'Innovation ecosystem' key in Calgary Economic Development 10-year strategy

Calgary Economic Development says innovation is key for the city to fully move beyond its recent economic challenges, which have left high unemployment and lots and lots of empty offices.

Energy sector won't be big job creator it has been in the past, Mary Moran says

In its new strategy paper, Calgary Economic Development argues the recession may be behind us but the economy is now at a crossroads, says CEO Mary Moran. (CBC)

Calgary Economic Development says innovation is key for the city to fully move beyond its recent economic challenges, which include unemployment and lots and lots of empty offices.

"Although we have had strong GDP growth last year, and modest GDP growth predicted for the next couple of years, we still have some big economic issues," the group's president and CEO Mary Moran told The Homestretch on Thursday.

"We still have 13 million square-feet of office space available, and we still have the highest unemployment in the country."

In Building on our Energy, the 10-year Economic Strategy for Calgary, the group argues the recession may be behind us but the economy is now at a crossroads.

As for the high downtown office vacancy rate, Moran says don't hold your breath that energy companies will come to the rescue.

"They are operating at a much more efficient and effective rate so they are not going to add people and absorb office space like they have in the past. They are going to be cautious. We don't see them as the big job creators that they have been in the past," she said.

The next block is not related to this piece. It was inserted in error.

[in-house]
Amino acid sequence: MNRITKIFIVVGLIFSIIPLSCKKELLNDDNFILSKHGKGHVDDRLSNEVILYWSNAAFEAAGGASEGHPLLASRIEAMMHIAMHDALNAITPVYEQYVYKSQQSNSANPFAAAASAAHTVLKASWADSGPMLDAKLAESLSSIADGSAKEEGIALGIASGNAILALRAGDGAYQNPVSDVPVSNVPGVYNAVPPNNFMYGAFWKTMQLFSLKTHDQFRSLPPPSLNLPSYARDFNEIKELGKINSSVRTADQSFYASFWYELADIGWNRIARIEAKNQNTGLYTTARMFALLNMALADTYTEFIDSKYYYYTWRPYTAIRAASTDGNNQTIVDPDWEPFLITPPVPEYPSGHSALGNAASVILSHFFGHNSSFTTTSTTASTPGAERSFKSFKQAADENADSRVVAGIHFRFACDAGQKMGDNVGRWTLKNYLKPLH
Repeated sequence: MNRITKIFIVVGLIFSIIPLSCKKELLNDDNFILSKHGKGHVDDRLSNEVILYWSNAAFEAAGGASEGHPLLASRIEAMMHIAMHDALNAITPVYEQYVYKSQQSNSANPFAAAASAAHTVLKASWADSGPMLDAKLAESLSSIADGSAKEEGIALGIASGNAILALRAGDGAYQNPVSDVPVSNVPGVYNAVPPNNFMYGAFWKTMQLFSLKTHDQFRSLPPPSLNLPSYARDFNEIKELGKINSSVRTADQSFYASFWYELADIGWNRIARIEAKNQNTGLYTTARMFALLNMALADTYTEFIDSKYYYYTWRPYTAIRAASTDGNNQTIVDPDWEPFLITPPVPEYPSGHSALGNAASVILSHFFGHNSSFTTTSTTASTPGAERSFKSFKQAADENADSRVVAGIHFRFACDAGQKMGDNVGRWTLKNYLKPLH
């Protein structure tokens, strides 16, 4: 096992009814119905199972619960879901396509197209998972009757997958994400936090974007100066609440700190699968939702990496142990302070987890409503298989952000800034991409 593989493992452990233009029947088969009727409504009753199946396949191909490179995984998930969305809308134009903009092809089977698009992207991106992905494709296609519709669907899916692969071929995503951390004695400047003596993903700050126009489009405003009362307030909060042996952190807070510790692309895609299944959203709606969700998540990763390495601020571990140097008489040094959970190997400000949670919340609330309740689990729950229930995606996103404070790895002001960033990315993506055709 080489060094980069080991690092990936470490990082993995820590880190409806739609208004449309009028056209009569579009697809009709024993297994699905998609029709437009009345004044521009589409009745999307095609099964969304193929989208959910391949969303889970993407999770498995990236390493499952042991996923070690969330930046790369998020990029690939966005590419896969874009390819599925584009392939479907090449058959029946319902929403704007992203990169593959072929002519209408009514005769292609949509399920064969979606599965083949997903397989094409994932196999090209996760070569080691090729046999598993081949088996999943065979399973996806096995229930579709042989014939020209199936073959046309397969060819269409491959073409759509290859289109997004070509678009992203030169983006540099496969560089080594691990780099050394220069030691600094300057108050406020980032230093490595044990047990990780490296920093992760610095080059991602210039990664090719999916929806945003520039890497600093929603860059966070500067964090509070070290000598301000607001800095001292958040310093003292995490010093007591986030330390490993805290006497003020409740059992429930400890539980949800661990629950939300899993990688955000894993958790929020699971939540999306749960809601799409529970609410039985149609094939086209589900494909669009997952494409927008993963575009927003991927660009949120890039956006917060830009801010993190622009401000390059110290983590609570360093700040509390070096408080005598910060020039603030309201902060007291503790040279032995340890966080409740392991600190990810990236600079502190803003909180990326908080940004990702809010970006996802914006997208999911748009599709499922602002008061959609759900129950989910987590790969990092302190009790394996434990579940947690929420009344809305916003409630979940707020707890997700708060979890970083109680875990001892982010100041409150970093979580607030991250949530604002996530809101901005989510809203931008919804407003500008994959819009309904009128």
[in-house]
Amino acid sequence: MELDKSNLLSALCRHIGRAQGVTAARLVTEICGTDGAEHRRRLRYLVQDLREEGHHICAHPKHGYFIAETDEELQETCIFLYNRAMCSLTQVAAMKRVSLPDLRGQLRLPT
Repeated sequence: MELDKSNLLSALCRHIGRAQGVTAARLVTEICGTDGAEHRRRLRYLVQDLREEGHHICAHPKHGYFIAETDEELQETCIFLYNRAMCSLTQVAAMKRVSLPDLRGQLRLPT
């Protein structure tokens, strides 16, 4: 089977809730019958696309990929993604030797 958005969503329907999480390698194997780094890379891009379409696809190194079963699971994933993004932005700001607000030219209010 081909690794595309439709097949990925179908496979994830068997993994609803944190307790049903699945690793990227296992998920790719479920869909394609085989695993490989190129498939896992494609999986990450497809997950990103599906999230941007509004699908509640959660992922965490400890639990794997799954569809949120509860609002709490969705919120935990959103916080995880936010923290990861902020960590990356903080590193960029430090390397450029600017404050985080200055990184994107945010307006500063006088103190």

An innovation ecosystem added to our industrial sector is the way to go, Moran says.

The recession may be behind us but our economy is at a crossroads. That's according to a new economic strategy laid out by the Calgary Economic Development Authority. It's sets out a 10-year economic plan for our city. Mary Moran is the president and CEO of the Calgary Economic Development Authority. 6:16

"Calgary and Canada are really well set up," she said.

"We have a favourable immigration policy so we can continue to attract really smart people from around the world. We need to make sure we have an educational and post-secondary pipeline that is wider than it's historically been in producing people with those skill sets, particularly around software engineers, data scientists, coders and programmers."

Post-secondaries are stepping up

The University of Calgary, Bow Valley College and SAIT are among institutions that have added courses to help people in the energy sector pivot their careers.

"The height of the next economic wave for Calgary is going to be dependent on how our industrial sectors embrace those technologies. It's about building on our economy, embracing technologies and getting corporates and startups working more closely together to solve these problems."

And Calgary, in particular, is well positioned for this shift, she said.

"We have a highly educated population that is tech-focused around the industrial sectors," Moran said.

"We have a competitive advantage. We have head offices, we know the industrial sectors, we have a whole bunch of unlocked capital that can invest in these technologies that will help us be more competitive globally — and we have this great infrastructure in the downtown core, where we have a lot of corporate companies," she said. 

"Now we need to bring startups and small and medium enterprise companies into the downtown core so everybody can work together."


With files from The Homestretch